Blog Birthday: Freebie Short Story

As Writing&Coe is three, and considering one of the things I do is…well, write…I figured that a freebie short story was in order! Find The Wrong Scapegoat below, or as an rtf file or pdf file.

This is a GreenSky short story, partly inspired a little by Vocho’s Night Out by Julia Knight in the Fight Like A Girl anthology, and partly because Zack Rezian comes back in Book 10 and I wanted to write a little about his prior exploits before we meet him there. He’s not actually being too much of a weasel in this story, actually…

The delicate napkin was laid down with deliberate precision by the side of the plate, and the knife and fork tweaked so that they were exactly in line. “That was a most excellent breakfast. I thank you kindly for your hospitality.”

“You don’t have to stand on ceremony, Eliza,” the banker opposite said with some amusement, eyeing the very attractive woman as she took the final sip from her glass. The room was still cool from the morning air, and he thought for a moment how well she fitted her surroundings. What a shame that she continued to refuse his offers of an alliance…her elegant robe and honourable stature suited his polished and richly furnished room.

She smiled faintly, giving the cutlery another twitch. “I do try to keep up with convention, Olien. I wouldn’t want to appear rude.”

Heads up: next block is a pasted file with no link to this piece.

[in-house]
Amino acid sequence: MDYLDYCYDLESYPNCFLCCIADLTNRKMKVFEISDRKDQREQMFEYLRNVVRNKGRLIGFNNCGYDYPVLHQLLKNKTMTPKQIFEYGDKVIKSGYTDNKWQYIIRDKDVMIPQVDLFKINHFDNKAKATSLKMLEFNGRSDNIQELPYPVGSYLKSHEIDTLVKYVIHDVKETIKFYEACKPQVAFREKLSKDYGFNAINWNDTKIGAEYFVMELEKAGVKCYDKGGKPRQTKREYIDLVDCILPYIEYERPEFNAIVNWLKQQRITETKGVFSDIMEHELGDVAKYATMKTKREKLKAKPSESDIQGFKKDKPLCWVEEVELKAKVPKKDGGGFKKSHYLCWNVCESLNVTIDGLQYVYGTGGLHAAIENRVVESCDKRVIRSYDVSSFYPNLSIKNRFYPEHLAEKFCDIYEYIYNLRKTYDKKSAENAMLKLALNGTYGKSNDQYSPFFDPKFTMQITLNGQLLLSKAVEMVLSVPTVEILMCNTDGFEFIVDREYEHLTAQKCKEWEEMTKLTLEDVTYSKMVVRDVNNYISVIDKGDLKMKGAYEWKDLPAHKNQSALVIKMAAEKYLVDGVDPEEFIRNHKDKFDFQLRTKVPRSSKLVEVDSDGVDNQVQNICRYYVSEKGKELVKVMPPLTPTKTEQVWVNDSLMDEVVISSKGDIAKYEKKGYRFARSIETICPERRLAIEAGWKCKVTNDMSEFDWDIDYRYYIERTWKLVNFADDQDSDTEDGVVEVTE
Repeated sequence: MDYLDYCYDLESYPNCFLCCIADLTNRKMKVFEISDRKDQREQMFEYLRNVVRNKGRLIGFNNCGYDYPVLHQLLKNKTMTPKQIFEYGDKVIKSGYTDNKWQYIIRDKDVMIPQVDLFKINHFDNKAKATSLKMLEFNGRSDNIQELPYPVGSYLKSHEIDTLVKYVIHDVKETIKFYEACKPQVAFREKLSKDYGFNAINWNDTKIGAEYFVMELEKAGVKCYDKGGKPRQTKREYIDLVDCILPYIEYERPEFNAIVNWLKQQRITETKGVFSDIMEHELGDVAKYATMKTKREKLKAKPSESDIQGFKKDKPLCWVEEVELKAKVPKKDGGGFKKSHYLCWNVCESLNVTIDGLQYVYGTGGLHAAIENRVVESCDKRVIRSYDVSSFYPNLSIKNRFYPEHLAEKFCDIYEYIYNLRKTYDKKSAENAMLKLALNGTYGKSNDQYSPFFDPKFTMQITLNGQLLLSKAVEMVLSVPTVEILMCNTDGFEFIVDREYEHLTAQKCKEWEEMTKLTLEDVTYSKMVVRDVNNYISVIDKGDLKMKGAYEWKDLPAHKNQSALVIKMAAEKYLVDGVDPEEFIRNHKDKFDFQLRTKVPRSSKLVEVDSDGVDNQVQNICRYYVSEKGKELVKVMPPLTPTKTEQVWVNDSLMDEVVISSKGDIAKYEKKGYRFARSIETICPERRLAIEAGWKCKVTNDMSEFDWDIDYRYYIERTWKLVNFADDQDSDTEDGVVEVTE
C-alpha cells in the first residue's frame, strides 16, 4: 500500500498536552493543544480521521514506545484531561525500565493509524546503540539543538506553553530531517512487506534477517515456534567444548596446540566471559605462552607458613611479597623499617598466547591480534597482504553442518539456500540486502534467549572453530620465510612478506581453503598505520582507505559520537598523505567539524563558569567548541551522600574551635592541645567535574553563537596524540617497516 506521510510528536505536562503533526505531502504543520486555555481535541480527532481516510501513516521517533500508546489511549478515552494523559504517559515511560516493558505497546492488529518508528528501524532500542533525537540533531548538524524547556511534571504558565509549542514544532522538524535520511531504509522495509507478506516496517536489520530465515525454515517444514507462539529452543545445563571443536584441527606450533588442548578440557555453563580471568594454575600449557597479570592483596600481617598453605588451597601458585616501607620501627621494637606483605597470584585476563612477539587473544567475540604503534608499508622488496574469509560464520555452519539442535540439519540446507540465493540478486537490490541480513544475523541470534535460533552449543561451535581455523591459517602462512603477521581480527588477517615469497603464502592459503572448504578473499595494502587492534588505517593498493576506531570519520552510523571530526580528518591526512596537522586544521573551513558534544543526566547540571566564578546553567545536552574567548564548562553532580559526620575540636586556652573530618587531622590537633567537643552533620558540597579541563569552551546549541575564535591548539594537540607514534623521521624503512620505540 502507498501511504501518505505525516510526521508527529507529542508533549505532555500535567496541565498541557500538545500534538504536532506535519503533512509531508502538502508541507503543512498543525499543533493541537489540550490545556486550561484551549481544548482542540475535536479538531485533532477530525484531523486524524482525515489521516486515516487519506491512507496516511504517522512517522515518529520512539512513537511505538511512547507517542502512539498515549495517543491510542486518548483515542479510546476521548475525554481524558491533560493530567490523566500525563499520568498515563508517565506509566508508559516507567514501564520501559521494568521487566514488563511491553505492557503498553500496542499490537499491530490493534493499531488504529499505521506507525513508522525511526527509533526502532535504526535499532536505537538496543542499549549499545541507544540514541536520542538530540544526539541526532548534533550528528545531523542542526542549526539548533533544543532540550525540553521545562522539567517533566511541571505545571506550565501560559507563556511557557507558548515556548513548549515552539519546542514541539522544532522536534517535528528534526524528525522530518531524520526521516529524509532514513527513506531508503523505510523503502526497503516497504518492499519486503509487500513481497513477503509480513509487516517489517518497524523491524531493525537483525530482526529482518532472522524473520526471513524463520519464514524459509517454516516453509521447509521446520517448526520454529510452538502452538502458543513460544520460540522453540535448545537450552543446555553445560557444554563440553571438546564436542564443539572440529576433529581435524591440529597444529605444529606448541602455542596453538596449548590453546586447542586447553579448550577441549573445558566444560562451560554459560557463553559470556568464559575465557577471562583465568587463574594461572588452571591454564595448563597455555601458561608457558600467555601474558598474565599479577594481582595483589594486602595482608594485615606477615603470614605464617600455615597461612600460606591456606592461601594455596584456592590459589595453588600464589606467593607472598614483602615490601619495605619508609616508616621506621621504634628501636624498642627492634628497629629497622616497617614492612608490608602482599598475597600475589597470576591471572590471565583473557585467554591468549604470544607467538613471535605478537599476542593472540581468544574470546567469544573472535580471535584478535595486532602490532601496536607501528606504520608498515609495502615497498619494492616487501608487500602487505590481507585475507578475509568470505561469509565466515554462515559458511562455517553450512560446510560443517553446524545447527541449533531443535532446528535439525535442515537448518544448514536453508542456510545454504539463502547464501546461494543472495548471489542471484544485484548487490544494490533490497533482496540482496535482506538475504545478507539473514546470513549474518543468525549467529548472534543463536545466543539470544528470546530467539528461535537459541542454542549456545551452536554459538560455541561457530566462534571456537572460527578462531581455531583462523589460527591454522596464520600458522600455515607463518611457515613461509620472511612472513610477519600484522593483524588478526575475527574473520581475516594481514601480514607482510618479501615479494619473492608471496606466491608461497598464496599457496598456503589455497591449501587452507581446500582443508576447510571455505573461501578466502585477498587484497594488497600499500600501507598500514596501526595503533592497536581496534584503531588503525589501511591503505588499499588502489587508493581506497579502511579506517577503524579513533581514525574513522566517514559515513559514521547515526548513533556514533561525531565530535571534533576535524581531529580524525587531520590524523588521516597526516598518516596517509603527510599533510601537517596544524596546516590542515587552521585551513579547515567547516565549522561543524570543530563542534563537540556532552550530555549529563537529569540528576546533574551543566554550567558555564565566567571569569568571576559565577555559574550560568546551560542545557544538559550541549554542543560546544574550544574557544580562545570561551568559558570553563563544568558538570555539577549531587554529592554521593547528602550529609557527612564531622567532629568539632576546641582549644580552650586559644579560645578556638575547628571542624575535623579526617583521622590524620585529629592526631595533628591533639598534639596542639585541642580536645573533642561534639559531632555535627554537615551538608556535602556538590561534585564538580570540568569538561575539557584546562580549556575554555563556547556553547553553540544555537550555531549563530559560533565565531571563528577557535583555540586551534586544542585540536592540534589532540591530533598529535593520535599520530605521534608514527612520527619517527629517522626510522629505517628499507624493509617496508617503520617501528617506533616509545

“You are the soul of courtesy, Eliza. You have a most dignified air.”

“Which is not to be expected from one of my profession?” Her smile widened as Olien’s mouth twitched, trying to hide his own smile. “Why, thank you, sir. But,” she added, rising, “I must be discourteous. I have matters to attend to elsewhere.”

“Are you still intent on catching the coach?” His tone was resigned.

She merely raised her eyebrows. “Of course. I can assure you that I am capable of looking after myself.”

“I don’t doubt that, madam. It simply isn’t the most pleasant way to travel.”

“Actually,” Eliza said, brushing her long robe off and smiling at the portly man sat opposite, “I prefer it. But then I am not your average woman.”

“Again,” Olien said with resignation and a smile in return, “I don’t doubt that.”

*****

The coach was indeed public, standing in the open square. The edges were lined with canvas to keep the heat of the sun from the passengers, but if they intended to mount a coach, they had to brave the heat…

Eliza was grateful for her wrap drawn over her head as she stood out in the sun to watch her luggage being stowed in the rear compartment. The coachman glanced back at her and then nodded deferentially before turning to help the other waiting passengers, sweating in the growing heat.

The wooden steps onto the roof were rickety, worn by multiple feet. Eliza caught the worried glance from the driver as she stepped up; women in expensive wraps did not normally travel on the roof! He was in charge of the security of the coaches, and he’d be the one to pay if she got into any trouble. But then, Eliza thought with a sigh, that said more about Ziricon’s bandits and justice system than it did for any skill she may possess in defending her own honour.

She would be glad to leave.

She waited patiently as the rest of her fellow-travellers boarded the coach and made sure her wrap was around her; it would keep the wind and the dust off as they left. Finally, the back hatch went down, and the driver climbed into his seat. The wagon rattled, the chimney behind her belched black smoke, and then they were off.